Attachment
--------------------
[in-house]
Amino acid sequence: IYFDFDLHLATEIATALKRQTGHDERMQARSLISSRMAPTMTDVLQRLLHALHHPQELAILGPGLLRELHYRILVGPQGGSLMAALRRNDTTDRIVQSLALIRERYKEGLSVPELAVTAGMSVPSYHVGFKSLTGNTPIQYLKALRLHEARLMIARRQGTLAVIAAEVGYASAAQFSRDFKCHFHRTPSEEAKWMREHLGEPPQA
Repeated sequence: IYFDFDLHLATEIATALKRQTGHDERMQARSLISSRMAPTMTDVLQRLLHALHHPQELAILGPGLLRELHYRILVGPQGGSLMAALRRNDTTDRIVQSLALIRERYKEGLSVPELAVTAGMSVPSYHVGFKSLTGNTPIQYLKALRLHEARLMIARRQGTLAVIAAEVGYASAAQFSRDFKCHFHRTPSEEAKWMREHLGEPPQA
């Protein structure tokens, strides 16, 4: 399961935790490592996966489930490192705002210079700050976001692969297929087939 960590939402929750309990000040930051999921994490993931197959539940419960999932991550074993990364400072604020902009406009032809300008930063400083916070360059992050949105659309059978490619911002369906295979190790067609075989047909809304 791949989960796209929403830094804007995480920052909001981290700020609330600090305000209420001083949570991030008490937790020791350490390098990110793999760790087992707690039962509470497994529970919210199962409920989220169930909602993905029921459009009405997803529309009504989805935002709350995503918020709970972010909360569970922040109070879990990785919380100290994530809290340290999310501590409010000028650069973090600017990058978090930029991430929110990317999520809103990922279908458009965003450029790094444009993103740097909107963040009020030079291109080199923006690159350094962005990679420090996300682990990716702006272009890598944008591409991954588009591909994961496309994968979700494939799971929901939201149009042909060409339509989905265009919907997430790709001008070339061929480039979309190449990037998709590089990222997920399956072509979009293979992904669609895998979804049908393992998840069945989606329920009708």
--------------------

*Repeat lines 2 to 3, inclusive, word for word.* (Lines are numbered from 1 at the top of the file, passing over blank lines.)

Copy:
Amino acid sequence: IYFDFDLHLATEIATALKRQTGHDERMQARSLISSRMAPTMTDVLQRLLHALHHPQELAILGPGLLRELHYRILVGPQGGSLMAALRRNDTTDRIVQSLALIRERYKEGLSVPELAVTAGMSVPSYHVGFKSLTGNTPIQYLKALRLHEARLMIARRQGTLAVIAAEVGYASAAQFSRDFKCHFHRTPSEEAKWMREHLGEPPQA
Repeated sequence: IYFDFDLHLATEIATALKRQTGHDERMQARSLISSRMAPTMTDVLQRLLHALHHPQELAILGPGLLRELHYRILVGPQGGSLMAALRRNDTTDRIVQSLALIRERYKEGLSVPELAVTAGMSVPSYHVGFKSLTGNTPIQYLKALRLHEARLMIARRQGTLAVIAAEVGYASAAQFSRDFKCHFHRTPSEEAKWMREHLGEPPQA